Dressmaking also allowed women to start their own dressmaking businesses, contributing to family incomes. For some, dressmaking was a real alternative to the middle-class standard of domesticity, exposing these dressmakers to higher-class clientele. Well aware of that fact, the American College of Dressmaking persuaded the young and potential students with these words: “Wealthy women in the cities will go to the dressmaker who does the best work. For this reason, every woman should perfect her knowledge of dressmaking.”

As I researched this subject, I began to put the pieces of the puzzle together. The language that was used in the American College of Dressmaking pamphlet to recruit young ladies into this program was truly enticing. It spoke of elevating one’s sewing skills into more than just mere mending, and instead to a place of skilled and reputable business ownership. It promised benefits far beyond a simple domestic skill. The correspondence method, too, was substantial as it reached thousands of women “in almost every city, town, village, hamlet, and neighborhood in the United States and . . . in Canada, Mexico, Australia, South America, Africa, India, British West Indies, Japan, Cuba, France. . . .”

The pamphlet awakened the dream of young ladies everywhere to this exciting career as a dressmaker. I was also struck by this program’s authenticity and passion not only for dressmaking but for the dressmaker. I now wonder, who was this young lady who took these courses and whose lessons ended up in my mother’s collection of antiques? Did she earn a diploma? Was she able to branch out on her own as an entrepreneurial dressmaker? Did she help support her family? What creations did she sew? I will never know the answers to these questions. I just hope that her dreams came true.


The pamphlets included a section entitled “Letters of Endorsement” singing the praises of the American System of Dressmaking course.

The Anatomy of a Collection

For adult children whose parents now reside in nursing homes or assisted-living facilities, cleaning out one’s family home becomes a rite of passage. Beginning the process is often the most difficult first step. However, this test of courage must be met at some point in almost every child’s life. For me, it was a lesson I never expected.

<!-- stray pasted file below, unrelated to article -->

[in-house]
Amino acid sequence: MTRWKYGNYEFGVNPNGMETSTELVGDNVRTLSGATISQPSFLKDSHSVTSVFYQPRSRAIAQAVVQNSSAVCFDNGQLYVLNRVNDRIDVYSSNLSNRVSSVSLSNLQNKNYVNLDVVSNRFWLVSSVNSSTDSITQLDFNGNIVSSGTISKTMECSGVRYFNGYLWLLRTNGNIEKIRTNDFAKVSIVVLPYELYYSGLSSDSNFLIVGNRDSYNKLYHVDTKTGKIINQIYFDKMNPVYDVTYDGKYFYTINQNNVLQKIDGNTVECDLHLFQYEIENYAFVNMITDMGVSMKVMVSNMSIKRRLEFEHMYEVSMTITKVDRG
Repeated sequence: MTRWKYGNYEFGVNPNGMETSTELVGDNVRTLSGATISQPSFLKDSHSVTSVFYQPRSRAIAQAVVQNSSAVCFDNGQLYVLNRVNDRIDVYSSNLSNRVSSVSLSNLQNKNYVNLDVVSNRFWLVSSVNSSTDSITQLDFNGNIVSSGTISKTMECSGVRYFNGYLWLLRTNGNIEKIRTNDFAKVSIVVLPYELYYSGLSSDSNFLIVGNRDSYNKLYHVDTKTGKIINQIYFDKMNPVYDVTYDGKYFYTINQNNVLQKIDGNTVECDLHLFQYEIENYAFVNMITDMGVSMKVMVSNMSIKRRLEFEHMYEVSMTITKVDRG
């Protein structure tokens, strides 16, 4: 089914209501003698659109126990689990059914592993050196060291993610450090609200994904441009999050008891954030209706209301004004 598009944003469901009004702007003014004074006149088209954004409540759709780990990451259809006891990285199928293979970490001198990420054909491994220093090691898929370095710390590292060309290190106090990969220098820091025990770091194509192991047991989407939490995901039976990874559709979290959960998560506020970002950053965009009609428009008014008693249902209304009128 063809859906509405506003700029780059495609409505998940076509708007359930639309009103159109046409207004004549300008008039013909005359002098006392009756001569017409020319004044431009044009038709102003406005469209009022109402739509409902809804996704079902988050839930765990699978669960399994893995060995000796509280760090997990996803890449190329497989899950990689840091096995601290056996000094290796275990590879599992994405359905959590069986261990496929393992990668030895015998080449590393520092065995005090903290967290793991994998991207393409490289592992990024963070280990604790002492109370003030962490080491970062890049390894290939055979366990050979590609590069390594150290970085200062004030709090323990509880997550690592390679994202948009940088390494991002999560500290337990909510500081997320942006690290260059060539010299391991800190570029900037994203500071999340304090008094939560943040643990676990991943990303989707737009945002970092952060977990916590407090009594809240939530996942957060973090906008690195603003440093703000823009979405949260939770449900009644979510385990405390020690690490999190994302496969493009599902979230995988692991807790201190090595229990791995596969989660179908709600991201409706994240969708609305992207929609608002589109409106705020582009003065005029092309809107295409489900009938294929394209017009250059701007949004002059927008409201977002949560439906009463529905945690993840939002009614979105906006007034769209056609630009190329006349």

My mother, Louise, left her home under unfortunate health circumstances in 2017. Her hasty exit, failing health, and requirement of skilled care prompted my siblings and me to make arrangements immediately. Knowing a return to her home was no longer possible, my sister and I knew it was time to begin the arduous process of cleaning out the family home. Since my mother was of the generation that threw nothing away, this task was not for the faint of heart.

The Anatomy of a Collection—a series of three short articles that will appear in PieceWork—brings to light items discovered in my mother’s “stash of goodies,” as she called it. This collection of antique patterns, how-to sewing books, magazines, buttons, and notions piqued my interest as both my mother’s daughter and as a professor of fashion merchandising. Knowing they had to be more than just old castaways, I began to search for the life these objects once lived. Like an archeologist on an expedition, I soon became intrigued by what I found. I thought you might, too.

1. Based on data sourced from the Official Manual of the State of Missouri and included in Prices and Wages by Decade. University of Missouri Library Guide,


  • Cramer-Reichelderfer, Angela L. Fall of the American Dressmaker 1880–1920. Theses and Dissertations. Dayton, Ohio: Wright State University, 2019.
  • Gordon, Sarah. Make It Yourself: Home Sewing, Gender, and Culture, 1890–1930. Columbia, Missouri: Columbia University Press, 2007.

Jill Ouellette is a professor of fashion merchandising in a small, private liberal arts college in southern Michigan, where she now resides. She brings to the classroom more than 20 years of teaching experience, work in the industry, and study abroad. Through teaching, she shares her knowledge and passion in the areas of historic fashion, textiles, corporate social responsibility, and environmentally sustainable business practices. She dedicates this series of articles to her late mother.

This article was published in the Spring 2021 issue of PieceWork.